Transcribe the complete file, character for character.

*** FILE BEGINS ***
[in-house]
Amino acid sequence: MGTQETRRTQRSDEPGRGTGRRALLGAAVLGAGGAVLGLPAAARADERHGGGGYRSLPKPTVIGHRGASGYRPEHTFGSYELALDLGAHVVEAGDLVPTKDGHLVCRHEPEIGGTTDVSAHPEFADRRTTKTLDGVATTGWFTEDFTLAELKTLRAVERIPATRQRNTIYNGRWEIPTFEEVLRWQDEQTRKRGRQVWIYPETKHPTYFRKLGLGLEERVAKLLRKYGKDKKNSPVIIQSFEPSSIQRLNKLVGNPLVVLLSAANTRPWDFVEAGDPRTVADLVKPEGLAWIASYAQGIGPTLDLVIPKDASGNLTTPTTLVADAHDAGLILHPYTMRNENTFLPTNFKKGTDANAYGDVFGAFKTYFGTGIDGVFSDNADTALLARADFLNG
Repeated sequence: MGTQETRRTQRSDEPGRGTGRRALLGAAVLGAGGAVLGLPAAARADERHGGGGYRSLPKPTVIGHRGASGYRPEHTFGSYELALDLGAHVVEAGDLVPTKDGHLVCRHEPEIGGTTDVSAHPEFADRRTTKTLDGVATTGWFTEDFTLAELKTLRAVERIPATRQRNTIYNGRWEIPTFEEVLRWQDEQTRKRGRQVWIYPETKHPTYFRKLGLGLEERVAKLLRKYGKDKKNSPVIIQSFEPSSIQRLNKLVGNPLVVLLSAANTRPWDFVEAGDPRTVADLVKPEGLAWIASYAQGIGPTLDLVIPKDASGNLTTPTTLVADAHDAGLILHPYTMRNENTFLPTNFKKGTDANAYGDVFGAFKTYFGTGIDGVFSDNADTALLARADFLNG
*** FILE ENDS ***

[in-house]
Amino acid sequence: MGTQETRRTQRSDEPGRGTGRRALLGAAVLGAGGAVLGLPAAARADERHGGGGYRSLPKPTVIGHRGASGYRPEHTFGSYELALDLGAHVVEAGDLVPTKDGHLVCRHEPEIGGTTDVSAHPEFADRRTTKTLDGVATTGWFTEDFTLAELKTLRAVERIPATRQRNTIYNGRWEIPTFEEVLRWQDEQTRKRGRQVWIYPETKHPTYFRKLGLGLEERVAKLLRKYGKDKKNSPVIIQSFEPSSIQRLNKLVGNPLVVLLSAANTRPWDFVEAGDPRTVADLVKPEGLAWIASYAQGIGPTLDLVIPKDASGNLTTPTTLVADAHDAGLILHPYTMRNENTFLPTNFKKGTDANAYGDVFGAFKTYFGTGIDGVFSDNADTALLARADFLNG
Repeated sequence: MGTQETRRTQRSDEPGRGTGRRALLGAAVLGAGGAVLGLPAAARADERHGGGGYRSLPKPTVIGHRGASGYRPEHTFGSYELALDLGAHVVEAGDLVPTKDGHLVCRHEPEIGGTTDVSAHPEFADRRTTKTLDGVATTGWFTEDFTLAELKTLRAVERIPATRQRNTIYNGRWEIPTFEEVLRWQDEQTRKRGRQVWIYPETKHPTYFRKLGLGLEERVAKLLRKYGKDKKNSPVIIQSFEPSSIQRLNKLVGNPLVVLLSAANTRPWDFVEAGDPRTVADLVKPEGLAWIASYAQGIGPTLDLVIPKDASGNLTTPTTLVADAHDAGLILHPYTMRNENTFLPTNFKKGTDANAYGDVFGAFKTYFGTGIDGVFSDNADTALLARADFLNG